Hope in the Haystack

It appears that the faculty’s typical posture on contemporary writing culture varies significantly from that of the students’.
Documented communication is no longer tied solely to writing. Image, style, appeal, wit, video and trend etc. all serve as rhetorical devices in modern communication. Programs like Instagram, Snapchat etc. all enable haste, accuracy, multi-tasking, innovation and jocularity. Furthermore, attributes of current rhetorical systems include: immediate return, immediate feedback, entertainment, fans and literally followers.
As teachers, we currently compete against the speed of lightning and the emotional rewards of “likes,” “comments” and “followers.” Indeed, self-confidence is enabled as well as stardom. Our students pick and design their online worlds to fit their personal tastes and needs. With such pleasurable, pragmatic and personal agency available to everyone at any age in any corner of the world, students naturally require more from us. They follow celebrities, graphic arts, music, subcultures, geniuses, garbage, politics etc. at once, all while they earn their own followers, fame and feedback.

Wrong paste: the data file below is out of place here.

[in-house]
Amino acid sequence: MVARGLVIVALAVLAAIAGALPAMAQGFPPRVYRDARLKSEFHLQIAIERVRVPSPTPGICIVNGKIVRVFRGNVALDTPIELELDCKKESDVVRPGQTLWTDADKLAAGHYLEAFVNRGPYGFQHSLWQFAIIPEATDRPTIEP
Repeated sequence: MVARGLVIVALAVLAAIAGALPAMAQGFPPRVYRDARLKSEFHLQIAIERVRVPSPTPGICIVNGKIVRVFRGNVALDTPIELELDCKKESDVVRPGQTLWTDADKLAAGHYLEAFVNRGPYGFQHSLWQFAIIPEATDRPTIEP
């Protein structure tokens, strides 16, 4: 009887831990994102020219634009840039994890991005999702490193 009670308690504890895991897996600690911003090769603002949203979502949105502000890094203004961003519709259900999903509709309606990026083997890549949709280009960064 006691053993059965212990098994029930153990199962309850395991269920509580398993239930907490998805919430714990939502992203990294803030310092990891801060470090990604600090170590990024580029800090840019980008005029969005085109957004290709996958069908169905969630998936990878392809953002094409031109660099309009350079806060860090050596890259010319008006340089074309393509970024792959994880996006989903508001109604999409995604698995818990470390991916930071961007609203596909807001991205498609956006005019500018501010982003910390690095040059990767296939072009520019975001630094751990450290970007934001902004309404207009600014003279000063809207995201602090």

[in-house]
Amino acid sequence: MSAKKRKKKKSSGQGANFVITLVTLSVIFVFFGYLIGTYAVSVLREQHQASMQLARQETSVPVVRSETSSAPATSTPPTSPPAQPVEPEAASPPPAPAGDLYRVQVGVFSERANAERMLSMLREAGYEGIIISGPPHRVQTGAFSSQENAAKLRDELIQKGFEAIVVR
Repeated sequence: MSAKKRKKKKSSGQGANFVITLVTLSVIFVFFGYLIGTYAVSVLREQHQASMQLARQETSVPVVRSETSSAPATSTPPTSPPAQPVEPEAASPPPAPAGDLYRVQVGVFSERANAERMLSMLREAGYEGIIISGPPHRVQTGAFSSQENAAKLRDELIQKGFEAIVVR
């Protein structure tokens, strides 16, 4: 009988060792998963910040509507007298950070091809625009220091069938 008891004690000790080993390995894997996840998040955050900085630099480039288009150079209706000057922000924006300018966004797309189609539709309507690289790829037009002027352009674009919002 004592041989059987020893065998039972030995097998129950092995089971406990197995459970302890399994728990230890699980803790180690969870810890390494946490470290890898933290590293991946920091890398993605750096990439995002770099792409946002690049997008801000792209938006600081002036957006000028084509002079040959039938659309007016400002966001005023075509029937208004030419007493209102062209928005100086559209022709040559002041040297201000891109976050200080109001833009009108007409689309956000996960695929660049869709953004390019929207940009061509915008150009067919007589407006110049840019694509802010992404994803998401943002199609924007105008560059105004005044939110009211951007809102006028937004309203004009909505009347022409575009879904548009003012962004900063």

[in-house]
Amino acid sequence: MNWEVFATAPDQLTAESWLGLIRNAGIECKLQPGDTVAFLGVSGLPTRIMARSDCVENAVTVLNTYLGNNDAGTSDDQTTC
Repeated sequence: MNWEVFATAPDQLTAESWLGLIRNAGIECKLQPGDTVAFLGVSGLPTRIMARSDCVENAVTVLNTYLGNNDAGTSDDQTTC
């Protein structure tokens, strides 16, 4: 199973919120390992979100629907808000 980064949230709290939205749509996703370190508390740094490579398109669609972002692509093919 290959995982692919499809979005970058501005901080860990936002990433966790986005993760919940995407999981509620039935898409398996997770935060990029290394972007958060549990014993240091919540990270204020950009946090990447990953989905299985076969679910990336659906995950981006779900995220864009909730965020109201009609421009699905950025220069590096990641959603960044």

The sort of “cocky demeanor,” “high expectation,” and “sense of entitlement” emerging around us is no longer perceived as rude or impatient. They are speaking to us in their language which in a tricky way can act as avenues to their passions and motivational interests.
This expectation of a “trophy” easily translates to confidence in oneself, creating a strong platform for large group discussion and class blogging. Their talents and skills in multi-media can and will enrich the art, Composition.
The products of Composition will branch out into network. I surmise into a type of prism structured argument/essay, thereby eliciting more sophisticated, heavily layered and effective critical thinking.
There’s hope and excitement somewhere in this haystack.
–Nicole Hospital-Medina

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